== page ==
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Re: [TCML] single phase synchronous motor


I can't comment about the idea of driving the motor with IGBTs. It may work, but it may turn out to be a lot more complex than necessary.

I do know that rotary phase converters require only a couple of caps and a relay. No expensive (and potentially volatile) silicon devices required.

Here is a reasonable example page on a do-it-yourself rotary converter. There are many others on the net.



On 1/26/2015 9:42 PM, twoten wrote:
The capacitor will shift by almost 90 degrees but I need a shift of 120.
The motor only pulls 2.5 amps per leg at 230volts. So what if I build 2
precision phase shifters from op amps and then drove the motor through
some beefy analog devices like igfets? Sure they would work hard
throughout the cycle and I would have to heat sink them but if I got
some oversized bruisers would they not accept their hard life in a stoic

On 01/26/15 20:29, Jim Lux wrote:
On 1/26/15 3:29 PM, David Speck wrote:
Have you tried running the motor as a capacitor run motor?

On the net, there are circuits for running three phase motors off a
single phase with a motor run cap connected to the third winding.  I
don't know for sure if the motor would run synchronously with this
arrangement or not, but it would be relatively simple to try.  Many
amateur machinists hook up one beefy freewheeling motor in this way to
generate three phase power from single phase for metal working
equipment.  I don't see why you couldn't just use the freewheeling motor
alone to drive your gap.

Called a "rotary phase converter"..
and as you described later, there's a motor start and a motor run

Will it run synchronous?  That's an interesting question. Induction
motors need slip (difference in armature rotation speed vs  magnetic
field rotation speed) to develop torque. That's because an induction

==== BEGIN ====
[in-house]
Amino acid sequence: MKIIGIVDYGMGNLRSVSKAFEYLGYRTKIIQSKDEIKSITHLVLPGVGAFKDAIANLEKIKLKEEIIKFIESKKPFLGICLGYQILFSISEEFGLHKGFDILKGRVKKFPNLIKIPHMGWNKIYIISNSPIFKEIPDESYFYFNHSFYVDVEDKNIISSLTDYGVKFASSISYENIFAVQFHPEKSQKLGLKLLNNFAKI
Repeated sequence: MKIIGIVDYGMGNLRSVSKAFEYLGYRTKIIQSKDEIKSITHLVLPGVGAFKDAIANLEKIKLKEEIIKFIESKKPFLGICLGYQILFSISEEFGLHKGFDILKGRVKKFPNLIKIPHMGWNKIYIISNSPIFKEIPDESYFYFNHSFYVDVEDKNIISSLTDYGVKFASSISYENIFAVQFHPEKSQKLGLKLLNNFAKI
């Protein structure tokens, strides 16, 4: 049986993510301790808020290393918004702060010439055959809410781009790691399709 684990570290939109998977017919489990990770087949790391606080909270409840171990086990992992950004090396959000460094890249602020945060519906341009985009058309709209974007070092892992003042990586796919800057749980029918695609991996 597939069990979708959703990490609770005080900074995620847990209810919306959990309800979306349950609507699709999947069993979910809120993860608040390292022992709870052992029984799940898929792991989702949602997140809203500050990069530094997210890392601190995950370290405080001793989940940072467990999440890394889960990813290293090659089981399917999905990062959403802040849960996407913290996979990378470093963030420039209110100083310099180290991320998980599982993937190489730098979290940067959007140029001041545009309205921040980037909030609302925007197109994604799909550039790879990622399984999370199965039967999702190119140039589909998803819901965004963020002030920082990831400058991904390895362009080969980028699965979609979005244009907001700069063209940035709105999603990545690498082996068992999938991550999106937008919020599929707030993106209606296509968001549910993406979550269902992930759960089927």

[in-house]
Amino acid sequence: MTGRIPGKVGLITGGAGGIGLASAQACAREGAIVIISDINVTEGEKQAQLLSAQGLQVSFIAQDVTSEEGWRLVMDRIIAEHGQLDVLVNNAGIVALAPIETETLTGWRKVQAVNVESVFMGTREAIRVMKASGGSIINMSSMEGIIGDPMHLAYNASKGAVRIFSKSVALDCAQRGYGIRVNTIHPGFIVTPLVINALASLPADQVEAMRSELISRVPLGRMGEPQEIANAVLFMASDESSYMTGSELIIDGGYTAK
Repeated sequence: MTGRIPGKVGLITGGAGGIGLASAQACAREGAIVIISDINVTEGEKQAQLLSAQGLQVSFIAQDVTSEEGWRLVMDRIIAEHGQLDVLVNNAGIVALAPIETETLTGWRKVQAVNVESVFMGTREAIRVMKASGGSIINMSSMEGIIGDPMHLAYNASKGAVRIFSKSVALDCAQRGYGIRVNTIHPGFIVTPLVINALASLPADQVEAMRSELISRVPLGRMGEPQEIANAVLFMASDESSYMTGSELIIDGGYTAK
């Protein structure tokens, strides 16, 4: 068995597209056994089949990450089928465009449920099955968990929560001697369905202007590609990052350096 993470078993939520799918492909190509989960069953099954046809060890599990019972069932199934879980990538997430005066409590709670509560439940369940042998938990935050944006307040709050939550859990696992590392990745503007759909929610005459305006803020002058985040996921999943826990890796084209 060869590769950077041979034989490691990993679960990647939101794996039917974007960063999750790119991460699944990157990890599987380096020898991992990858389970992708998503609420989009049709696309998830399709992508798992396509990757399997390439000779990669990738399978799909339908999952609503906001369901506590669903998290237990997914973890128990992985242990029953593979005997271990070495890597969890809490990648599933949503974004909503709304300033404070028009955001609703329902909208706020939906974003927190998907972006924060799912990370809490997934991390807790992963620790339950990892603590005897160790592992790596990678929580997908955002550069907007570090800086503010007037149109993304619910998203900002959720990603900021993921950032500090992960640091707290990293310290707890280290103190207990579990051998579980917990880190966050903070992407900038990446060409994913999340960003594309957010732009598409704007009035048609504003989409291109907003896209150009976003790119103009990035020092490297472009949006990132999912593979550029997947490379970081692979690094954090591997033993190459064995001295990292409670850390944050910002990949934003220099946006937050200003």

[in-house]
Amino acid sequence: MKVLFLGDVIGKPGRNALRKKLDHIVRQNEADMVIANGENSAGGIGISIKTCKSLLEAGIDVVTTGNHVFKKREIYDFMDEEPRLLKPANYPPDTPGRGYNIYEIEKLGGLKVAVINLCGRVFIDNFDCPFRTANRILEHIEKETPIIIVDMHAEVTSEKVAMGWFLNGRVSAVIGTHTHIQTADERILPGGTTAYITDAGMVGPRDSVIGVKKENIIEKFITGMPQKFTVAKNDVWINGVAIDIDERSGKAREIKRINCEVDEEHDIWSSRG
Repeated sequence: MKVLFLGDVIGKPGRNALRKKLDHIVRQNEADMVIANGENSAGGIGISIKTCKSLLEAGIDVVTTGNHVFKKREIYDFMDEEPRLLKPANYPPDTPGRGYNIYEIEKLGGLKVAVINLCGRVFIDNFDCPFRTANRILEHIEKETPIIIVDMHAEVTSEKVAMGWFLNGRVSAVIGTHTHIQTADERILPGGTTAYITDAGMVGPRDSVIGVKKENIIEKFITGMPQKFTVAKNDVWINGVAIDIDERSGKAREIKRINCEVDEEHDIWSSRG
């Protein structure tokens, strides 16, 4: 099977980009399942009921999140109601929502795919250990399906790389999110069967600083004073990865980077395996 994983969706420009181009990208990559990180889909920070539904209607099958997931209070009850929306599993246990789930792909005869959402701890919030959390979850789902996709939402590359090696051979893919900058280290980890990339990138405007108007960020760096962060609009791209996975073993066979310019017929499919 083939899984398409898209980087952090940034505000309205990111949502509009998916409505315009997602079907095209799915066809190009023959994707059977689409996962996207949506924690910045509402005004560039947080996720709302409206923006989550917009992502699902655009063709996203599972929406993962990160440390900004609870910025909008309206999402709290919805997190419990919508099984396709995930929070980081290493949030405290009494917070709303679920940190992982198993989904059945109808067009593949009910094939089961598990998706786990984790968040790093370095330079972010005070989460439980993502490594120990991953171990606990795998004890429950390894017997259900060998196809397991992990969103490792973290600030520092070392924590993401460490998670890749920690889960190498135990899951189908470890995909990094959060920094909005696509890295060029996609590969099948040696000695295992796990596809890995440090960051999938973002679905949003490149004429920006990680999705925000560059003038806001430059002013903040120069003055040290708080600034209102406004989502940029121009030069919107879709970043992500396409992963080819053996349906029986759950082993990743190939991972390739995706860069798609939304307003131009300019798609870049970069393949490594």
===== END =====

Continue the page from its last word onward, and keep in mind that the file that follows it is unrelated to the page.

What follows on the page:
motor's armature/rotor is "energized" as if it were a transformer from
the stator field.

Big synchronous AC motors have a DC supply to power the armature, or
they can use a permanent magnet scheme (in smaller sizes); but in
general, I don't know that smaller sync motors (like the induction
motor with flats ground on the rotor) will work.

Dave's idea.. try it and see.

On 1/26/2015 12:07 PM, twoten wrote:
I'm trying to find a 120v 1200rpm synchronous motor to spin my 6
electrode rotating spark gap. I have a 1200 rpm synchronous motor but
it's 3-phase and 230volts. I have been looking into microcontroller
solutions and building my own 3-phase motor driver. I have a vfd that
can spin the motor at the proper rpm but the phase drifts slowly around
the clock as seen by my homemade 120hz led strobe light.. Existing
don't have inputs for zero crossing signals and so can't be phase
to the line. If anyone knows where I can find a motor or even if they
exist please let me know. Thanks in advance!
I'm sort of surprised it's not at the right speed.  Most VFDs have a
crystal, and they'll be pretty darn close if you program it for a
given speed.  Some of the new fancy ones read the back emf from an
induction motor and can run an induction motor at synchronous speed.

Maybe what you have is a induction motor (e.g. really 1150 RPM) and
when you run it at 60 Hz, you're seeing the 50 RPM (one rev/second)
slip... If lightly loaded, it might be running at something like 1170
or 1180, and that's would give you what you're seeing.

So program your VFD for 61 or 62 Hz (or 1220 or 1240 RPM) and see what

If you have an induction motor, you can either work out a table, or
you can do closed loop control if you have an analog speed input.
Look back in the archives.. maybe 10 years or so.

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